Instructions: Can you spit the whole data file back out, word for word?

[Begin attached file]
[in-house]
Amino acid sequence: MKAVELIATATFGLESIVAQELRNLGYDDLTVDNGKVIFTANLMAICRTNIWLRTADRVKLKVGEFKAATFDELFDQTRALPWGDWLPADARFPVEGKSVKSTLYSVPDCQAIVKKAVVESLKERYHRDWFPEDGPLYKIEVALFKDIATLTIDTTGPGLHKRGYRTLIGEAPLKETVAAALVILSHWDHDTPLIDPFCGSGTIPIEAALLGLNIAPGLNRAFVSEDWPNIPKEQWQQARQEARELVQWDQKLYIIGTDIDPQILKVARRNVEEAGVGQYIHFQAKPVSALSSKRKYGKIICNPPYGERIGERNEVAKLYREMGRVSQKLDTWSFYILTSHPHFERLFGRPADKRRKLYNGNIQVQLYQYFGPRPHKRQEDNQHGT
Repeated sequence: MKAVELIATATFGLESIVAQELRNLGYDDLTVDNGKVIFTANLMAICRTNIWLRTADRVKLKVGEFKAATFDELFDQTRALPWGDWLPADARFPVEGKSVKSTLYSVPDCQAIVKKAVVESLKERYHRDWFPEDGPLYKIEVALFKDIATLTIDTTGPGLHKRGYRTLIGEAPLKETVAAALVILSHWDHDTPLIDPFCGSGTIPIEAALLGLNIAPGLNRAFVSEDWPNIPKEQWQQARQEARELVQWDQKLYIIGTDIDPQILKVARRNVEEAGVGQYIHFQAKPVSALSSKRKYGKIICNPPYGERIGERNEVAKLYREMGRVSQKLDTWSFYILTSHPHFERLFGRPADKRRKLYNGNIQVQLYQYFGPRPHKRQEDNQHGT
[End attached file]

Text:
[in-house]
Amino acid sequence: MKAVELIATATFGLESIVAQELRNLGYDDLTVDNGKVIFTANLMAICRTNIWLRTADRVKLKVGEFKAATFDELFDQTRALPWGDWLPADARFPVEGKSVKSTLYSVPDCQAIVKKAVVESLKERYHRDWFPEDGPLYKIEVALFKDIATLTIDTTGPGLHKRGYRTLIGEAPLKETVAAALVILSHWDHDTPLIDPFCGSGTIPIEAALLGLNIAPGLNRAFVSEDWPNIPKEQWQQARQEARELVQWDQKLYIIGTDIDPQILKVARRNVEEAGVGQYIHFQAKPVSALSSKRKYGKIICNPPYGERIGERNEVAKLYREMGRVSQKLDTWSFYILTSHPHFERLFGRPADKRRKLYNGNIQVQLYQYFGPRPHKRQEDNQHGT
Repeated sequence: MKAVELIATATFGLESIVAQELRNLGYDDLTVDNGKVIFTANLMAICRTNIWLRTADRVKLKVGEFKAATFDELFDQTRALPWGDWLPADARFPVEGKSVKSTLYSVPDCQAIVKKAVVESLKERYHRDWFPEDGPLYKIEVALFKDIATLTIDTTGPGLHKRGYRTLIGEAPLKETVAAALVILSHWDHDTPLIDPFCGSGTIPIEAALLGLNIAPGLNRAFVSEDWPNIPKEQWQQARQEARELVQWDQKLYIIGTDIDPQILKVARRNVEEAGVGQYIHFQAKPVSALSSKRKYGKIICNPPYGERIGERNEVAKLYREMGRVSQKLDTWSFYILTSHPHFERLFGRPADKRRKLYNGNIQVQLYQYFGPRPHKRQEDNQHGT